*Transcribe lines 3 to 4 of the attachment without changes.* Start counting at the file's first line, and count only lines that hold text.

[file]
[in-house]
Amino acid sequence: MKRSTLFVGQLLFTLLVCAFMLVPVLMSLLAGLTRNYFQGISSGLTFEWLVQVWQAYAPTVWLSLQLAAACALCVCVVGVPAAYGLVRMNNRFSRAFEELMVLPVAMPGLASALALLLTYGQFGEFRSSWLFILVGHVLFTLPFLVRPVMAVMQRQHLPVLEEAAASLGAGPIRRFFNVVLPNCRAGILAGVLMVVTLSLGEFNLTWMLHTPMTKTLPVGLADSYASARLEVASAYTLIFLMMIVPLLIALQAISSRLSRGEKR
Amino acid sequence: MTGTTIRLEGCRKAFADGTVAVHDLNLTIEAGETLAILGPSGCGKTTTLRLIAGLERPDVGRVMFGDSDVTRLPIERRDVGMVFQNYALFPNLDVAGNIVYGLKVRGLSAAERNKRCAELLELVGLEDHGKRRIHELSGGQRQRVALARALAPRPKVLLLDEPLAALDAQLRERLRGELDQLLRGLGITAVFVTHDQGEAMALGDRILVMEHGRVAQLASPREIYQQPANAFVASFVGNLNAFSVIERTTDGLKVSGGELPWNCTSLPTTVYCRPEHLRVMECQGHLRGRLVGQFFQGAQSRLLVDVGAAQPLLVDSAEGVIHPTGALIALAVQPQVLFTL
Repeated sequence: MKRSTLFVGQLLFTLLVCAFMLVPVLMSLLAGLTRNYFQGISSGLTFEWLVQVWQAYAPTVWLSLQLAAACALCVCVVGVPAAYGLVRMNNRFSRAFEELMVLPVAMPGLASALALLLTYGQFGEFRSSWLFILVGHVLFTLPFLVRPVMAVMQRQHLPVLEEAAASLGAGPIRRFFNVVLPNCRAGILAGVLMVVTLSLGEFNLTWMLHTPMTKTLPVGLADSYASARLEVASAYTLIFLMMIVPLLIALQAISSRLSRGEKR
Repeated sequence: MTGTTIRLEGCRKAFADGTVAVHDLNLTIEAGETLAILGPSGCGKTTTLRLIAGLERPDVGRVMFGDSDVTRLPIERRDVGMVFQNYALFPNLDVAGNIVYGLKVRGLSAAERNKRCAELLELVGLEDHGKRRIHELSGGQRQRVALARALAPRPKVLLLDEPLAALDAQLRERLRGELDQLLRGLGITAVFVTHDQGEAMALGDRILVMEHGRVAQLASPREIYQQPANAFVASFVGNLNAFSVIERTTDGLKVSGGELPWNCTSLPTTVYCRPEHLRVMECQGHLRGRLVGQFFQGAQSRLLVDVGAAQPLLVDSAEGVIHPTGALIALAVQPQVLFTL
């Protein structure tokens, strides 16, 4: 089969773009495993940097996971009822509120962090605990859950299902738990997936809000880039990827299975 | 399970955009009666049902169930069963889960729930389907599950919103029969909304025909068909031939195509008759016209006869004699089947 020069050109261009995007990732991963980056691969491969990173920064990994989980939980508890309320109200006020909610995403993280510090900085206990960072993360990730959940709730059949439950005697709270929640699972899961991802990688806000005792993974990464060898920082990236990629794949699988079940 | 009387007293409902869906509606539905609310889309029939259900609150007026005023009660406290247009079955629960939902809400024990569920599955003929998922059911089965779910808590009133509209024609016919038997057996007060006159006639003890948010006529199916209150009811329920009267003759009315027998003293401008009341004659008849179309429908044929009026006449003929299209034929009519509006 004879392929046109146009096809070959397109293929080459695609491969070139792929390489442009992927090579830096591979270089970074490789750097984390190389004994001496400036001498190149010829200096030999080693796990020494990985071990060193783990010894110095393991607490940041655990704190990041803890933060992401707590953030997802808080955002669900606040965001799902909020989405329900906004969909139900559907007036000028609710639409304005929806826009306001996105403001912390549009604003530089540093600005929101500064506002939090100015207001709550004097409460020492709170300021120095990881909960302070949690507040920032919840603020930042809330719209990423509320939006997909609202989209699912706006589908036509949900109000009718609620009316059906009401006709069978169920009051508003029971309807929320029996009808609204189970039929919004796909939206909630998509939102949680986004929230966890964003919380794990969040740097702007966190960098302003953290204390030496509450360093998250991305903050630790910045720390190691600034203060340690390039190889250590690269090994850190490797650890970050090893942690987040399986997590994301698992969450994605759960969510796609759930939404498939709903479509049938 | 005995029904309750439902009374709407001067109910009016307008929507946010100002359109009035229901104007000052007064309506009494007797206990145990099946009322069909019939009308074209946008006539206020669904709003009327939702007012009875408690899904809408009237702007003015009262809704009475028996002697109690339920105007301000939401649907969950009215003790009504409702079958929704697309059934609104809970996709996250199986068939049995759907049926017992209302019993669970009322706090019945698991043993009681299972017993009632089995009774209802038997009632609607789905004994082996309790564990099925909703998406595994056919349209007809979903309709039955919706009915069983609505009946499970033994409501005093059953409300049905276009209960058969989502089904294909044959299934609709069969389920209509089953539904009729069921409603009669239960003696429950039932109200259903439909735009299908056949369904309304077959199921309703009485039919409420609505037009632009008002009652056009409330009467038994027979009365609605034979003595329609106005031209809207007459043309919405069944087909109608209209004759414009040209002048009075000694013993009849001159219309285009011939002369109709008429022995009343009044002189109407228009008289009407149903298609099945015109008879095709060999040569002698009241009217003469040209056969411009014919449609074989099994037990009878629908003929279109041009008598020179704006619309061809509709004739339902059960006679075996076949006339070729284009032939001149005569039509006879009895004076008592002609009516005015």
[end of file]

Amino acid sequence: MTGTTIRLEGCRKAFADGTVAVHDLNLTIEAGETLAILGPSGCGKTTTLRLIAGLERPDVGRVMFGDSDVTRLPIERRDVGMVFQNYALFPNLDVAGNIVYGLKVRGLSAAERNKRCAELLELVGLEDHGKRRIHELSGGQRQRVALARALAPRPKVLLLDEPLAALDAQLRERLRGELDQLLRGLGITAVFVTHDQGEAMALGDRILVMEHGRVAQLASPREIYQQPANAFVASFVGNLNAFSVIERTTDGLKVSGGELPWNCTSLPTTVYCRPEHLRVMECQGHLRGRLVGQFFQGAQSRLLVDVGAAQPLLVDSAEGVIHPTGALIALAVQPQVLFTL
Repeated sequence: MKRSTLFVGQLLFTLLVCAFMLVPVLMSLLAGLTRNYFQGISSGLTFEWLVQVWQAYAPTVWLSLQLAAACALCVCVVGVPAAYGLVRMNNRFSRAFEELMVLPVAMPGLASALALLLTYGQFGEFRSSWLFILVGHVLFTLPFLVRPVMAVMQRQHLPVLEEAAASLGAGPIRRFFNVVLPNCRAGILAGVLMVVTLSLGEFNLTWMLHTPMTKTLPVGLADSYASARLEVASAYTLIFLMMIVPLLIALQAISSRLSRGEKR